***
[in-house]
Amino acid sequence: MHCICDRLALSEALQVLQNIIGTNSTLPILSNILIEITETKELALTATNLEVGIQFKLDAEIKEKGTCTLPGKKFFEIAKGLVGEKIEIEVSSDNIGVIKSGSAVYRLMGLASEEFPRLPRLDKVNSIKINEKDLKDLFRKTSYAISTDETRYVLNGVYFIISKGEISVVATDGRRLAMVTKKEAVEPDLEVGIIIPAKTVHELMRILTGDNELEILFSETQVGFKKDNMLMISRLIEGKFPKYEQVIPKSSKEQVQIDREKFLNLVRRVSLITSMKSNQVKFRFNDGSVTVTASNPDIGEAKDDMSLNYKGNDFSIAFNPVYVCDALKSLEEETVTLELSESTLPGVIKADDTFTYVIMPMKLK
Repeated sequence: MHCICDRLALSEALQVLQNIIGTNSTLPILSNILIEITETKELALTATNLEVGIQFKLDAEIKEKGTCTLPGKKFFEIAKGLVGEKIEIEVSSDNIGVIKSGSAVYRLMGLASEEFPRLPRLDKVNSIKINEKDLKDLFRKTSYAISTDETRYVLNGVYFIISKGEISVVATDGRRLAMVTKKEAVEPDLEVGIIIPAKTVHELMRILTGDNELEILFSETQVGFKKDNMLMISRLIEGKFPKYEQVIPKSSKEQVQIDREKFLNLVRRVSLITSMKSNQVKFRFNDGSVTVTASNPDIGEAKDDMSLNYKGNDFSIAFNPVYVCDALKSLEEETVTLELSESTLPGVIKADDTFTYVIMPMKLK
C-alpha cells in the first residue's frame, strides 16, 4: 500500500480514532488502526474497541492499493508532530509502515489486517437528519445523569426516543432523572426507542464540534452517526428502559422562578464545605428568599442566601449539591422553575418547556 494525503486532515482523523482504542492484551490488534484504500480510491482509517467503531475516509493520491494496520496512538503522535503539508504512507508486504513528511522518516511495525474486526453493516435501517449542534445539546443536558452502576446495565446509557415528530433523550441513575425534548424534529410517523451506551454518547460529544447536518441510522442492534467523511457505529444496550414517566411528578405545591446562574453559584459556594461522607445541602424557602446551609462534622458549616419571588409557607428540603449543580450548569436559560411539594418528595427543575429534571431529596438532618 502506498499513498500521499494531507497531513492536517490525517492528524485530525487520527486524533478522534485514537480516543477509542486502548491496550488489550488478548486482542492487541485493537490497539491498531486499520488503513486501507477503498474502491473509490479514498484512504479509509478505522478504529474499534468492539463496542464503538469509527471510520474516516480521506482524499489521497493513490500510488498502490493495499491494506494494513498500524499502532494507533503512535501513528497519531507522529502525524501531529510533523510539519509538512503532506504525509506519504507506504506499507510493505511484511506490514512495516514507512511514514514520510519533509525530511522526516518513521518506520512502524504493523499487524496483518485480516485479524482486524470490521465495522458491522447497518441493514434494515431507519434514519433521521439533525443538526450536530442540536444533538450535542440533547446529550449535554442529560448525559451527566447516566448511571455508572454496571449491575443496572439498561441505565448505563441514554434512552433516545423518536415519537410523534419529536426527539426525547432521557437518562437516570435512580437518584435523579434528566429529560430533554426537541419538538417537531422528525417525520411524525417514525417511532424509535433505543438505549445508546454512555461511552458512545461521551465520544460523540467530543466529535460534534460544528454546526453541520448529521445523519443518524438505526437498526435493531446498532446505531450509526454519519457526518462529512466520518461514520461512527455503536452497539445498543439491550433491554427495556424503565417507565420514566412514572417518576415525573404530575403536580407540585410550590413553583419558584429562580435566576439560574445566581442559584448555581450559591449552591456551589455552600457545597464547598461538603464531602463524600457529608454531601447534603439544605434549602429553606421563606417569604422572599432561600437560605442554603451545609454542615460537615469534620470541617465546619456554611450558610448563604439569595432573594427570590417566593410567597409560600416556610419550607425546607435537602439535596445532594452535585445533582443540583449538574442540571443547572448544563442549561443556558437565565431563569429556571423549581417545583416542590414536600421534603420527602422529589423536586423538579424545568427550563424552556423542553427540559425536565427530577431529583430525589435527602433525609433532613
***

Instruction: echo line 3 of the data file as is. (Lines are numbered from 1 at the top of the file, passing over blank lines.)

Repeated sequence: MHCICDRLALSEALQVLQNIIGTNSTLPILSNILIEITETKELALTATNLEVGIQFKLDAEIKEKGTCTLPGKKFFEIAKGLVGEKIEIEVSSDNIGVIKSGSAVYRLMGLASEEFPRLPRLDKVNSIKINEKDLKDLFRKTSYAISTDETRYVLNGVYFIISKGEISVVATDGRRLAMVTKKEAVEPDLEVGIIIPAKTVHELMRILTGDNELEILFSETQVGFKKDNMLMISRLIEGKFPKYEQVIPKSSKEQVQIDREKFLNLVRRVSLITSMKSNQVKFRFNDGSVTVTASNPDIGEAKDDMSLNYKGNDFSIAFNPVYVCDALKSLEEETVTLELSESTLPGVIKADDTFTYVIMPMKLK